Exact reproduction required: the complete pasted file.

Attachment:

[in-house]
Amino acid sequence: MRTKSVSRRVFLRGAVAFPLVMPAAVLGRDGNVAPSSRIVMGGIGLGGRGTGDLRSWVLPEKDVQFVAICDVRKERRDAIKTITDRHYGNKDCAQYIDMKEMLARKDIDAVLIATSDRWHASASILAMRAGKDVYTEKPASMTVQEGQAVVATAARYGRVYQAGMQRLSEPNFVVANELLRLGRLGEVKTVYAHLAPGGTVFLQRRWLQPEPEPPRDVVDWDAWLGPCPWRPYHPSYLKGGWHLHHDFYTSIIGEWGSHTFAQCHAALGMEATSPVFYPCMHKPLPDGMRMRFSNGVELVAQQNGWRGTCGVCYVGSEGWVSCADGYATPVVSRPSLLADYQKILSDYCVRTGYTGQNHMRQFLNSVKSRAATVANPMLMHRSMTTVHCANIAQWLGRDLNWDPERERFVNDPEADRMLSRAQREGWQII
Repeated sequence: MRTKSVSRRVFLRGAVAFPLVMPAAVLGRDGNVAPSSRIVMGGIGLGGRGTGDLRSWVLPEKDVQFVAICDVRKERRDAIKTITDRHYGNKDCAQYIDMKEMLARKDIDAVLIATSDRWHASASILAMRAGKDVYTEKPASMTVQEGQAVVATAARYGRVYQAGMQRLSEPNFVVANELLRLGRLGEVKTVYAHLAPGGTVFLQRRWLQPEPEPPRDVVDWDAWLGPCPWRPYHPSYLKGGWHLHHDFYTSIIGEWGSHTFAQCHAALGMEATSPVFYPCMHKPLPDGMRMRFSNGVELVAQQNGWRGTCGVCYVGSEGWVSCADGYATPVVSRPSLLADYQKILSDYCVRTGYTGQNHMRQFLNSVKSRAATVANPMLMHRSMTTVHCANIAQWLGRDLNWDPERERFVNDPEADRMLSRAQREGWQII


[in-house]
Amino acid sequence: MRTKSVSRRVFLRGAVAFPLVMPAAVLGRDGNVAPSSRIVMGGIGLGGRGTGDLRSWVLPEKDVQFVAICDVRKERRDAIKTITDRHYGNKDCAQYIDMKEMLARKDIDAVLIATSDRWHASASILAMRAGKDVYTEKPASMTVQEGQAVVATAARYGRVYQAGMQRLSEPNFVVANELLRLGRLGEVKTVYAHLAPGGTVFLQRRWLQPEPEPPRDVVDWDAWLGPCPWRPYHPSYLKGGWHLHHDFYTSIIGEWGSHTFAQCHAALGMEATSPVFYPCMHKPLPDGMRMRFSNGVELVAQQNGWRGTCGVCYVGSEGWVSCADGYATPVVSRPSLLADYQKILSDYCVRTGYTGQNHMRQFLNSVKSRAATVANPMLMHRSMTTVHCANIAQWLGRDLNWDPERERFVNDPEADRMLSRAQREGWQII
Repeated sequence: MRTKSVSRRVFLRGAVAFPLVMPAAVLGRDGNVAPSSRIVMGGIGLGGRGTGDLRSWVLPEKDVQFVAICDVRKERRDAIKTITDRHYGNKDCAQYIDMKEMLARKDIDAVLIATSDRWHASASILAMRAGKDVYTEKPASMTVQEGQAVVATAARYGRVYQAGMQRLSEPNFVVANELLRLGRLGEVKTVYAHLAPGGTVFLQRRWLQPEPEPPRDVVDWDAWLGPCPWRPYHPSYLKGGWHLHHDFYTSIIGEWGSHTFAQCHAALGMEATSPVFYPCMHKPLPDGMRMRFSNGVELVAQQNGWRGTCGVCYVGSEGWVSCADGYATPVVSRPSLLADYQKILSDYCVRTGYTGQNHMRQFLNSVKSRAATVANPMLMHRSMTTVHCANIAQWLGRDLNWDPERERFVNDPEADRMLSRAQREGWQII